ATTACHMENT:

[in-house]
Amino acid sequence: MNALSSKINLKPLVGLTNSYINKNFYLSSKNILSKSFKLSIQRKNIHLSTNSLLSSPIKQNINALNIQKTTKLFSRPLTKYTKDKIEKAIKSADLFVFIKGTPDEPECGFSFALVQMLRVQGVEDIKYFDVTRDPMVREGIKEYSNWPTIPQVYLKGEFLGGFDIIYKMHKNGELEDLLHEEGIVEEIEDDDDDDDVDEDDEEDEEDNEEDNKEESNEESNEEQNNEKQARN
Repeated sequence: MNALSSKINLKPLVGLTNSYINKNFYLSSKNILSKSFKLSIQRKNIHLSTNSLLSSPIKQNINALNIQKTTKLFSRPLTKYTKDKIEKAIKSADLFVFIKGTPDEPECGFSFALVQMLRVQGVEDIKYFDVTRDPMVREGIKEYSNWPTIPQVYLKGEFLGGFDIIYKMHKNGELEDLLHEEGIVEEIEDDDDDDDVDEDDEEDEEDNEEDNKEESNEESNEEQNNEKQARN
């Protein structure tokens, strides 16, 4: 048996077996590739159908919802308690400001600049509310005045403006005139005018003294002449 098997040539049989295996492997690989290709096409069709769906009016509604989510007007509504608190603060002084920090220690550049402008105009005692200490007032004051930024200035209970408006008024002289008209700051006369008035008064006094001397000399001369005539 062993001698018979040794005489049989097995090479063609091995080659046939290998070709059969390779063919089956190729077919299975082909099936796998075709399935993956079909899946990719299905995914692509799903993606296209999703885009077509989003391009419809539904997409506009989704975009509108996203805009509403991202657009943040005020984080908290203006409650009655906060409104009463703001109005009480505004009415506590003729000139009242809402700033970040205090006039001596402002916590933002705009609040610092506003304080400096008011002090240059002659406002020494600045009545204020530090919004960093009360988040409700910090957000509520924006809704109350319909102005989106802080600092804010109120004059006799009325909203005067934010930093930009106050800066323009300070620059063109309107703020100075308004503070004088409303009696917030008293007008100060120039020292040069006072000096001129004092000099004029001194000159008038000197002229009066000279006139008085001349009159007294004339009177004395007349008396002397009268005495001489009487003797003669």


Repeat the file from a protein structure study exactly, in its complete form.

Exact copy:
[in-house]
Amino acid sequence: MNALSSKINLKPLVGLTNSYINKNFYLSSKNILSKSFKLSIQRKNIHLSTNSLLSSPIKQNINALNIQKTTKLFSRPLTKYTKDKIEKAIKSADLFVFIKGTPDEPECGFSFALVQMLRVQGVEDIKYFDVTRDPMVREGIKEYSNWPTIPQVYLKGEFLGGFDIIYKMHKNGELEDLLHEEGIVEEIEDDDDDDDVDEDDEEDEEDNEEDNKEESNEESNEEQNNEKQARN
Repeated sequence: MNALSSKINLKPLVGLTNSYINKNFYLSSKNILSKSFKLSIQRKNIHLSTNSLLSSPIKQNINALNIQKTTKLFSRPLTKYTKDKIEKAIKSADLFVFIKGTPDEPECGFSFALVQMLRVQGVEDIKYFDVTRDPMVREGIKEYSNWPTIPQVYLKGEFLGGFDIIYKMHKNGELEDLLHEEGIVEEIEDDDDDDDVDEDDEEDEEDNEEDNKEESNEESNEEQNNEKQARN
């Protein structure tokens, strides 16, 4: 048996077996590739159908919802308690400001600049509310005045403006005139005018003294002449 098997040539049989295996492997690989290709096409069709769906009016509604989510007007509504608190603060002084920090220690550049402008105009005692200490007032004051930024200035209970408006008024002289008209700051006369008035008064006094001397000399001369005539 062993001698018979040794005489049989097995090479063609091995080659046939290998070709059969390779063919089956190729077919299975082909099936796998075709399935993956079909899946990719299905995914692509799903993606296209999703885009077509989003391009419809539904997409506009989704975009509108996203805009509403991202657009943040005020984080908290203006409650009655906060409104009463703001109005009480505004009415506590003729000139009242809402700033970040205090006039001596402002916590933002705009609040610092506003304080400096008011002090240059002659406002020494600045009545204020530090919004960093009360988040409700910090957000509520924006809704109350319909102005989106802080600092804010109120004059006799009325909203005067934010930093930009106050800066323009300070620059063109309107703020100075308004503070004088409303009696917030008293007008100060120039020292040069006072000096001129004092000099004029001194000159008038000197002229009066000279006139008085001349009159007294004339009177004395007349008396002397009268005495001489009487003797003669």